Demolition approved: Pair of downtown Mitchell buildings damaged by 2021 vehicle crash to be torn down
Upon reviewing the proposed plan to raze the corroding properties, City Planner Mark Jenniges said the state Historic Preservation Office recommended against tearing down the damaged buildings
MITCHELL — A pair of downtown Mitchell buildings along the corner of First Avenue and Lawler Street that were hit by a drunk driver two years ago will soon become a pile of rubble.
After being struck by an impaired driver a little over two years ago, the pair of buildings, located at 112 and 114 E. First Ave., sustained major structural damage on the front of the properties. Since then, the buildings have been blocked off with construction cones and caution signs.
The eyesore was addressed during Monday’s Mitchell City Council meeting when the council unanimously approved a resolution that gave the green light for both dilapidated properties to be demolished.
City Planner Mark Jenniges said the owners of the building requested the permit to tear down the conjoined properties in November.
“As you are aware, this building had an accident in front of it in December 2021. It’s been like that ever since then,” Jenniges said during Monday’s council meeting.
Considering the buildings are located in the downtown historic district, Jenniges said the project was required to be reviewed by the State Historic Preservation Office, more commonly referred to as SHPO. Upon reviewing the proposed plan to raze the corroding properties, Jenniges said SHPO recommended against tearing down the damaged buildings.
Jenniges read a letter submitted by SHPO explaining why the entity recommended against tearing the buildings down. SHPO’s letter stated, “It is the final opinion of SHPO that this project will destroy historic property, and alternatives to this project have not been adequately considered and should be further explored.”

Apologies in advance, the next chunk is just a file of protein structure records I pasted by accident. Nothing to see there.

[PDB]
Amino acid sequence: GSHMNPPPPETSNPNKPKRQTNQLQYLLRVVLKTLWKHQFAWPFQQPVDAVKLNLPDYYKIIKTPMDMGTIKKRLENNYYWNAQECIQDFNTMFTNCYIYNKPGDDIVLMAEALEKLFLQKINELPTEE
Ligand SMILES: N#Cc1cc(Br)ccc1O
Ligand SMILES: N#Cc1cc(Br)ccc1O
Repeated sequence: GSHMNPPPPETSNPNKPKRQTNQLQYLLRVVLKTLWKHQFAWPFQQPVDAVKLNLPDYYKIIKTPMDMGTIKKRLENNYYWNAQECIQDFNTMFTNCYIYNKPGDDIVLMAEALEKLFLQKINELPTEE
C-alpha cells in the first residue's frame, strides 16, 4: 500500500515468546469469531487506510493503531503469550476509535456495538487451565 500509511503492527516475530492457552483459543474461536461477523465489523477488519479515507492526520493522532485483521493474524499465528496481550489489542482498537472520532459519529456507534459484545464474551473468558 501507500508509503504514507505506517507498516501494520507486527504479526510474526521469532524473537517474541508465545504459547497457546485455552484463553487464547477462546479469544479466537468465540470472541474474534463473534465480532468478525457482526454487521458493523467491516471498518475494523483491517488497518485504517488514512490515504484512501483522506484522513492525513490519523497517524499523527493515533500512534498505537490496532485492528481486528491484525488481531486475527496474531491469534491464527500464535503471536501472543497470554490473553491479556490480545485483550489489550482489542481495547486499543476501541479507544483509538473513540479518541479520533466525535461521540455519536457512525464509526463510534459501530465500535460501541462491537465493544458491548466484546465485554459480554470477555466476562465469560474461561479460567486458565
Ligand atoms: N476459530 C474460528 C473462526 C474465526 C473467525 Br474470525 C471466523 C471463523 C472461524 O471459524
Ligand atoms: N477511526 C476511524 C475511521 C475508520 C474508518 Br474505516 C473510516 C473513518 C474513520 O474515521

While the state’s Historic Preservation Office recommended against demolishing the buildings, Mitchell’s Historic Preservation Commission recently concluded there were “no feasible options but to demolish” the properties, Jenniges said.
“They found that with all the damage that was done, the deterioration and lack of maintenance over the years that there were no feasible options but to demo the building. That was sent back to SHPO, and they requested some more photos,” Jenniges said of Mitchell historic preservation commission’s decision.
Although the damage to the front end of the building facing First Avenue prompted city officials to block off a small section of sidewalk along the property, Jenniges said the city has yet to declare it a public nuisance.
“We have not tagged it as that (public nuisance) yet, except for it is a safety hazard to pedestrians on the sidewalk since none of that has been taken care of,” Jenniges said.
In response to SHPO’s recommendation against tearing the structures down, Dave Allen, an owner of Tobin’s Transfer and Storage, a longtime Mitchell moving company that owns the buildings, offered to sell the property to the SHPO for $1. Council member Dan Allen abstained from voting on the demolition permit, citing conflict of interest stemming from his brother owning the property.
SHPO’s opposition of the demolition project isn’t a first for historic Mitchell buildings. Among recent Mitchell demolition projects the state entity recommended against was tearing down Prather Hall on Dakota Wesleyan University’s campus. The council overrode that recommendation as well, which cleared the way for the century-old campus building to come down in 2022.
In 2021, a former corroding building located on the same corner lot along First Avenue and Lawler Street was razed. When the 112 and 114 E. First Ave. properties come down soon, it will leave one building standing alone in between two bare lots.
According to Jenniges, over the past two years, the properties garnered some interest from potential buyers. However, those interests haven’t materialized into any land sales.
“We’ve had interested parties come to the city and to the owners of these buildings to tear down and build new,” Jenniges said.
Jenniges explained potential future redevelopment opportunities of the lot that sits along a busy downtown corridor surrounded by businesses. An example of future developments, he said, could be a mixture of business use and apartments.
Jenniges noted any redevelopment on the lots that entails building new structures would once again require plans to be reviewed by SHPO.
As for the timeline of the project, Jenniges estimated demolition work could begin as early as April. The timeline hinges on SHPO certifying that the entity has read and received the council’s decision on the project.